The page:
3. Search Key Search key is (F1, F2, ..Fk) Separated by special markers. Example If F1=abcd and F2=123, the search key is abcd#123
4. Applications: GIS Geographic Information Systems Objects are in two dimensional space The objects may be points or shapes Objects may be houses, roads, bridges, pipelines and many other physical objects. Query types Partial match queries Specify the values for one or more dimensions and look for all points matching those values in those dimensions. Range queries Set of shapes within the range Nearest neighbor queries Closest point to a given point Where-am-I queries When you click a mouse, the system determines which of the displayed elements you were clicking.
5. Data Cubes Data exists in high dimensional space A chain store may record each sale made, including The day and time The store in which the sale was made The item purchased The color of the item The size of the item Attributes are seen as dimensions multidimensional space, data cube. Typical query Give a class of pink shirts for each store and each month of 1998.
6. Multidimensional queries in SQL Represent points as a relation Points(x,y) Query Find the nearest point to (10, 20) Compute the distance between (10,20) to every other point.
7. Rectangles Rectangles(id, x11, y11, xur, yur) If the query is Find the rectangles enclosing the point (10,20) SELECT id FROM Rectangles WHERE x11 =20.0;
8. Data Cube Fact table Sales(day,store, item. color, size) Query Summarize the sale of pink shirts by day and store SELECT day, store, COUNT(*) AS totalSales FROM Sales WHERE item=shirt AND color=pink GROUP BY day, store;
9. Executing range queries in Conventional Indexes Motivation: Find records where DEPT = Toy AND SAL > 50k Strategy 1: Use Toy index and check salary Strategy II: Use Toy index and SAL index and intersect. Complexity Toy index: number of disk accesses = number of disk blocks SAL index: number of disk accesses= number of records So conventional indexes of little help.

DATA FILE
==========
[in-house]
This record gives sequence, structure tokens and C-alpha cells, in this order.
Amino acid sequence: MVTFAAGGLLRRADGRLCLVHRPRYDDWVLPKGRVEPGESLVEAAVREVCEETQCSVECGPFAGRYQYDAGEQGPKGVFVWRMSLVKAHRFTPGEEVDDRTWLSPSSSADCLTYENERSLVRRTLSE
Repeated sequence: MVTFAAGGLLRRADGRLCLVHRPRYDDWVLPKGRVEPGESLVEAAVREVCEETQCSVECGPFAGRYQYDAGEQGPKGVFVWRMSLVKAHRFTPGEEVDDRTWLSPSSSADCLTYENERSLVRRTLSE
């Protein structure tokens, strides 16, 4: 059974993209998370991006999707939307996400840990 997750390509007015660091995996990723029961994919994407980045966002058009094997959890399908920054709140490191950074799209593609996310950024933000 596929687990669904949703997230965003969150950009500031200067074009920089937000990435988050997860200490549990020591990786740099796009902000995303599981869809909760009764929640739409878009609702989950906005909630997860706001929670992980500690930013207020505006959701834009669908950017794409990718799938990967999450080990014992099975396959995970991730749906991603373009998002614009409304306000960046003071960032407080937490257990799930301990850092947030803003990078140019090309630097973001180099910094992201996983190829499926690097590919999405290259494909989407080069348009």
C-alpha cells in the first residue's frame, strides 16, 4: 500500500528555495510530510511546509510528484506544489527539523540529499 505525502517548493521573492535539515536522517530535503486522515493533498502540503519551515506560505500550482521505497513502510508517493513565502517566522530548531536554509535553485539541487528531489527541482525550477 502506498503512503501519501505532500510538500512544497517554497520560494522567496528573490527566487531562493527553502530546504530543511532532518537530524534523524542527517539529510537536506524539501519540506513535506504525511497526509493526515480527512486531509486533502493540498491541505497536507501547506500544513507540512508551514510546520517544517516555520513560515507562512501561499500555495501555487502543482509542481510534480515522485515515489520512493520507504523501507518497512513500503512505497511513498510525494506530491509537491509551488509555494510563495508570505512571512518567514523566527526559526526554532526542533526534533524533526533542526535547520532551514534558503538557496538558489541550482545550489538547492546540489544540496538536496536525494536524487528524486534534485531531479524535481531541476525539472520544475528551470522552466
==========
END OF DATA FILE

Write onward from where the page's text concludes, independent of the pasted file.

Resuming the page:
10. Executing nearest-neighbor queries using conventional indexes There might be no point in the selected range Repeat the search by increasing the range The closest point within the range might not be the closest point overall. There is one point closer from outside range.
11. Other Limitations of Conventional Indexes We can only keep the file sorted on only attribute. If the query is on multiple dimensions We will end-up having one disk access for each record It becomes too expensive
12. Overview of Multidimensional Index Structures Hash-table-like approaches Tree-like approaches In both cases, we give-up some properties of single dimensional indexes Hash We have to access multiple buckets Tree Tree may not be balanced There may not exist a correspondence between tree nodes and disk blocks Information in the disk block is much smaller.
13. Hash like structures: GRID Files Each dimension, grid lines partition the space into stripes, Points that fall on a grid line will be considered to belong to the stripe for which that grid line is lower boundary The number of grid lines in each dimension may vary. Space between grid lines in the same dimension may also vary
14. Grid Index Key 2 X1 X2 Xn V1 V2Key 1 Vn To records with key1=V3, key2=X2 14
15. CLAIM Can quickly find records with key 1 = Vi Key 2 = Xj key 1 = Vi key 2 = Xj 15
16. CLAIM Can quickly find records with key 1 = Vi Key 2 = Xj key 1 = Vi key 2 = Xj And also ranges. E.g., key 1 Vi key 2 < Xj 16
17. But there is a catch with Grid Indexes! How is Grid Index stored on disk? V1 V2 V3LikeArray... X1 X2 X3 X4 X1 X2 X3 X4 X1 X2 X3 X4 17
18. But there is a catch with Grid Indexes! How is Grid Index stored on disk? V1 V2 V3LikeArray... X1 X2 X3 X4 X1 X2 X3 X4 X1 X2 X3 X4Problem: Need regularity so we can compute position of entry 18